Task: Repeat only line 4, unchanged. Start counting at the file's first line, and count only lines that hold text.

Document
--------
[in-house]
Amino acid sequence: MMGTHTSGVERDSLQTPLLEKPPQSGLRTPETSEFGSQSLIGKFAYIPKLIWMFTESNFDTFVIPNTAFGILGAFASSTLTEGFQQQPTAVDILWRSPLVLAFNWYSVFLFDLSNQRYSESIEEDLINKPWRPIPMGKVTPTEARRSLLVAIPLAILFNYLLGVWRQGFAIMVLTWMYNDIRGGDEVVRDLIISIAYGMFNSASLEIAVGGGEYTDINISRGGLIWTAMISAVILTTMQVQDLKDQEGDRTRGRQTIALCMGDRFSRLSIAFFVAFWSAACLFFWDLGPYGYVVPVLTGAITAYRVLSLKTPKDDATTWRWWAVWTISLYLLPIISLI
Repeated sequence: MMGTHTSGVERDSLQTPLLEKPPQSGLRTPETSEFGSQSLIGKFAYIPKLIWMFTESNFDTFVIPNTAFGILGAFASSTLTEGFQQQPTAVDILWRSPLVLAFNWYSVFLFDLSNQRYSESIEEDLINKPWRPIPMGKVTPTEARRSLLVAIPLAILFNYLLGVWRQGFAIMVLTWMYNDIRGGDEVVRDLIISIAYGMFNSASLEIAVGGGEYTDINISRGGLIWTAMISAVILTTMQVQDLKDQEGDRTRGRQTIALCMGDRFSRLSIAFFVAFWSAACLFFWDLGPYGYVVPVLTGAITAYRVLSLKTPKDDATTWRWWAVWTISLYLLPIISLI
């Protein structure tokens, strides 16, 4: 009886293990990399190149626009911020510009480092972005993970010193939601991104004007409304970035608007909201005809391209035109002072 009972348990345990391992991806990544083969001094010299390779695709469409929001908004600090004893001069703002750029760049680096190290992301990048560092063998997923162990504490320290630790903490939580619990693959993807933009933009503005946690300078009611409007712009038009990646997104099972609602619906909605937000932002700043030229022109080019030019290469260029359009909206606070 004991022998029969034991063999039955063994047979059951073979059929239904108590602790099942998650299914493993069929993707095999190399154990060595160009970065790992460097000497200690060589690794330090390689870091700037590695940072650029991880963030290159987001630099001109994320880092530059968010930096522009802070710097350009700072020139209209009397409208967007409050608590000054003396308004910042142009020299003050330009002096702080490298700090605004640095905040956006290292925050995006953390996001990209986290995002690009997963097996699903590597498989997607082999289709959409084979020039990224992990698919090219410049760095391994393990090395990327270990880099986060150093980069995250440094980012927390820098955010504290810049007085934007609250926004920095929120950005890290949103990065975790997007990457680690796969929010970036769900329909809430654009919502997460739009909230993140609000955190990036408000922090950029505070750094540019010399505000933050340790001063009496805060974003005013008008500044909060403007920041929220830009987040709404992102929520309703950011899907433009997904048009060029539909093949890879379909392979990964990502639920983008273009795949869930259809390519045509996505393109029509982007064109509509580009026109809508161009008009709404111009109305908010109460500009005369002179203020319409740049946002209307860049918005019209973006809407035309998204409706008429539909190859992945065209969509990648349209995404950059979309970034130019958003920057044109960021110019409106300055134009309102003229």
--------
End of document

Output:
């Protein structure tokens, strides 16, 4: 009886293990990399190149626009911020510009480092972005993970010193939601991104004007409304970035608007909201005809391209035109002072 009972348990345990391992991806990544083969001094010299390779695709469409929001908004600090004893001069703002750029760049680096190290992301990048560092063998997923162990504490320290630790903490939580619990693959993807933009933009503005946690300078009611409007712009038009990646997104099972609602619906909605937000932002700043030229022109080019030019290469260029359009909206606070 004991022998029969034991063999039955063994047979059951073979059929239904108590602790099942998650299914493993069929993707095999190399154990060595160009970065790992460097000497200690060589690794330090390689870091700037590695940072650029991880963030290159987001630099001109994320880092530059968010930096522009802070710097350009700072020139209209009397409208967007409050608590000054003396308004910042142009020299003050330009002096702080490298700090605004640095905040956006290292925050995006953390996001990209986290995002690009997963097996699903590597498989997607082999289709959409084979020039990224992990698919090219410049760095391994393990090395990327270990880099986060150093980069995250440094980012927390820098955010504290810049007085934007609250926004920095929120950005890290949103990065975790997007990457680690796969929010970036769900329909809430654009919502997460739009909230993140609000955190990036408000922090950029505070750094540019010399505000933050340790001063009496805060974003005013008008500044909060403007920041929220830009987040709404992102929520309703950011899907433009997904048009060029539909093949890879379909392979990964990502639920983008273009795949869930259809390519045509996505393109029509982007064109509509580009026109809508161009008009709404111009109305908010109460500009005369002179203020319409740049946002209307860049918005019209973006809407035309998204409706008429539909190859992945065209969509990648349209995404950059979309970034130019958003920057044109960021110019409106300055134009309102003229």